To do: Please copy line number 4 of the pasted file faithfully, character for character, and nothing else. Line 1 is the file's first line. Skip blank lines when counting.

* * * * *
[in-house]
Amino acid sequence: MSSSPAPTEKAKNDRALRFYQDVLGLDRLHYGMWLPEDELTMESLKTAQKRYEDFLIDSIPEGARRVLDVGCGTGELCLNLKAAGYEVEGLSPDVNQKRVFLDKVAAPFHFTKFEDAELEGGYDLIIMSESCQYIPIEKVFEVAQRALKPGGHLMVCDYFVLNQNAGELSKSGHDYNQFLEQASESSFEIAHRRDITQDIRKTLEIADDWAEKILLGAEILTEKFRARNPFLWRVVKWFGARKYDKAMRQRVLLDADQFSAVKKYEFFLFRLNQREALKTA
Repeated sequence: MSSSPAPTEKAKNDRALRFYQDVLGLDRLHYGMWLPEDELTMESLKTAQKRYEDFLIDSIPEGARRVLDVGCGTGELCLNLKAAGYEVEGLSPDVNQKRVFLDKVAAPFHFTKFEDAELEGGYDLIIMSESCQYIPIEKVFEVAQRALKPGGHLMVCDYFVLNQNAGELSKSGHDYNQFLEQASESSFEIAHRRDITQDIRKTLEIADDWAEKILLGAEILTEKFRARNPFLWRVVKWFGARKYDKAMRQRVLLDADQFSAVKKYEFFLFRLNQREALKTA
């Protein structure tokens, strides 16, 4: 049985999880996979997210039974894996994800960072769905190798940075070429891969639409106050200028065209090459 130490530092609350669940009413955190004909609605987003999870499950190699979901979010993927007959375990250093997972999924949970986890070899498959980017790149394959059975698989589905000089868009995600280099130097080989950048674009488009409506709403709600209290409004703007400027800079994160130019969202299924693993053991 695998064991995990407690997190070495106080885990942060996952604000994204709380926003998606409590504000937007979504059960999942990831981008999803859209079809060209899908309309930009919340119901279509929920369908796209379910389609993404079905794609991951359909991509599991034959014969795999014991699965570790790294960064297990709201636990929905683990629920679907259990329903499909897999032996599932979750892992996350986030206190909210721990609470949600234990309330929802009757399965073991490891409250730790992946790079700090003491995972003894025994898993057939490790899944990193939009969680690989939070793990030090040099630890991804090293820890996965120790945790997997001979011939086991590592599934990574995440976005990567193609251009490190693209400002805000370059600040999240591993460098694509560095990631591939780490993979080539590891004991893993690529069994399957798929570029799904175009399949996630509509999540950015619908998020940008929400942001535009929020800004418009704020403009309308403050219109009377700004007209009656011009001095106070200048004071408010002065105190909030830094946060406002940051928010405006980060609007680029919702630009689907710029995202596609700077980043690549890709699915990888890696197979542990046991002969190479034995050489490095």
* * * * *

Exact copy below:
């Protein structure tokens, strides 16, 4: 049985999880996979997210039974894996994800960072769905190798940075070429891969639409106050200028065209090459 130490530092609350669940009413955190004909609605987003999870499950190699979901979010993927007959375990250093997972999924949970986890070899498959980017790149394959059975698989589905000089868009995600280099130097080989950048674009488009409506709403709600209290409004703007400027800079994160130019969202299924693993053991 695998064991995990407690997190070495106080885990942060996952604000994204709380926003998606409590504000937007979504059960999942990831981008999803859209079809060209899908309309930009919340119901279509929920369908796209379910389609993404079905794609991951359909991509599991034959014969795999014991699965570790790294960064297990709201636990929905683990629920679907259990329903499909897999032996599932979750892992996350986030206190909210721990609470949600234990309330929802009757399965073991490891409250730790992946790079700090003491995972003894025994898993057939490790899944990193939009969680690989939070793990030090040099630890991804090293820890996965120790945790997997001979011939086991590592599934990574995440976005990567193609251009490190693209400002805000370059600040999240591993460098694509560095990631591939780490993979080539590891004991893993690529069994399957798929570029799904175009399949996630509509999540950015619908998020940008929400942001535009929020800004418009704020403009309308403050219109009377700004007209009656011009001095106070200048004071408010002065105190909030830094946060406002940051928010405006980060609007680029919702630009689907710029995202596609700077980043690549890709699915990888890696197979542990046991002969190479034995050489490095």